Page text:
GOOD

These Are The Questions You’ll Likely Hear At Sunday’s Presidential Debate

People are really concerned about two key topics

Sunday nights usually reserved for those few precious moments in everyone’s week to spend time with family, read a good book, catch up with friends, or simply relax in solitude. But not this Sunday. No, no—this Sunday is fight night in America.

On Sunday, October 9 at 9 p.m. ET, Donald Trump and Hillary Clinton will return to the stage for the second presidential debate. And if the first debate was any indication, the voting public should be in for a real treat.


However, this debate is a little different. Instead of the two nominees standing tall behind lecterns and answering questions posed by a moderator, they instead will be taking questions from the audience and general public.

As part of the town hall debate, the ABC and CNN moderators agreed to consider questions submitted to the Open Debate Coalition’s website. Users there can submit questions covering a wide range of topics, including gun control, the economy, foreign policy, education, and the environment, among others. From there, users can vote for the questions they hope to see at the debate. So far the site has received more than 2.5 million votes.

And isn’t this really what debates should be all about? These are questions for the people, voted on by the people. As of Friday, with more than 58,000 votes, the question users most want to hear answered is:

Would you support requiring criminal background checks for all gun sales?
My son was murdered by someone who should have never had a gun. Gaps in our current system make it easy for felons & other dangerous people to buy guns online & at gun shows, no questions asked.

Beyond gun control, it appears the voting public is keen on asking both candidates about where they stand on social security and climate change. The rest of the top 10 vote-getters are:

How will you ensure the 2nd amendment is protected?
Too much crime is blamed on the tool, not the person. How will you protect law-abiding citizens to protect themselves?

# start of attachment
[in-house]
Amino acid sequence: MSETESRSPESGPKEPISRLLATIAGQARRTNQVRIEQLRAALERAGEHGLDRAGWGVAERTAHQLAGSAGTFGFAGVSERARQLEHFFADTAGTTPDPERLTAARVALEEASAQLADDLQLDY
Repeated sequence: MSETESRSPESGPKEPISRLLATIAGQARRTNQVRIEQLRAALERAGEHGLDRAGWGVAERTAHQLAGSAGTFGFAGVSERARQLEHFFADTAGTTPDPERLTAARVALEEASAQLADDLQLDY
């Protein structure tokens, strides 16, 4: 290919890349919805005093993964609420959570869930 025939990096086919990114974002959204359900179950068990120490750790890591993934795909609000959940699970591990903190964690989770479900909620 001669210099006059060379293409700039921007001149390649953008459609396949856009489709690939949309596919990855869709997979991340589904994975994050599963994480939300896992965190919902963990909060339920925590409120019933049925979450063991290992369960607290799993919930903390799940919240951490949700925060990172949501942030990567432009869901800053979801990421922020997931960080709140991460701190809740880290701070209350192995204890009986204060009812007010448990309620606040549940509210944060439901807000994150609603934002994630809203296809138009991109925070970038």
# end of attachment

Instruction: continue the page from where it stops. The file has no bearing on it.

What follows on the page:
Do you support expanding, and not cutting, Social Security's modest benefits?
We can easily afford to protect & expand Social Security by requiring the wealthiest Americans to contribute at the same rate as the rest of us.

Would you act to repeal Citizens United?
Take the insane amount of money out of the election process.

Would you support term limits for members of Congress and the Supreme Court?
Many people feel that too much power has been accrued among members of Congress, who no longer represent the needs of their constituents.

Social Security is not an entitlement or a handout. How are you going to save it?
I have paid into Social Security for over 40 years and my son has paid in for 25 years and will continue to pay. How are you going to keep our money safe for all people that have contributed?

As president, what are the steps you will take to address climate change?
Climate change is the greatest existential threat facing the country and the world today. What are three things you will do as president to address the challenges posed by a warming planet?

How do you plan to make healthcare affordable for EVERYONE?
As a self-employed, healthy young person, my insurance premiums have gone from $320/month in 2013 to $880/month in 2016. When will you get healthcare under control for those who don't get subsidies?

What will you do to make sure the ultra rich pay their fair share of taxes?
The tax rate for the richest Americans is the lowest in 30 years. A consistent rise in income inequality has followed the trend of lowering taxes for the rich, thus creating a oligarchic society.

What is your plan to combat climate change & build a green economy?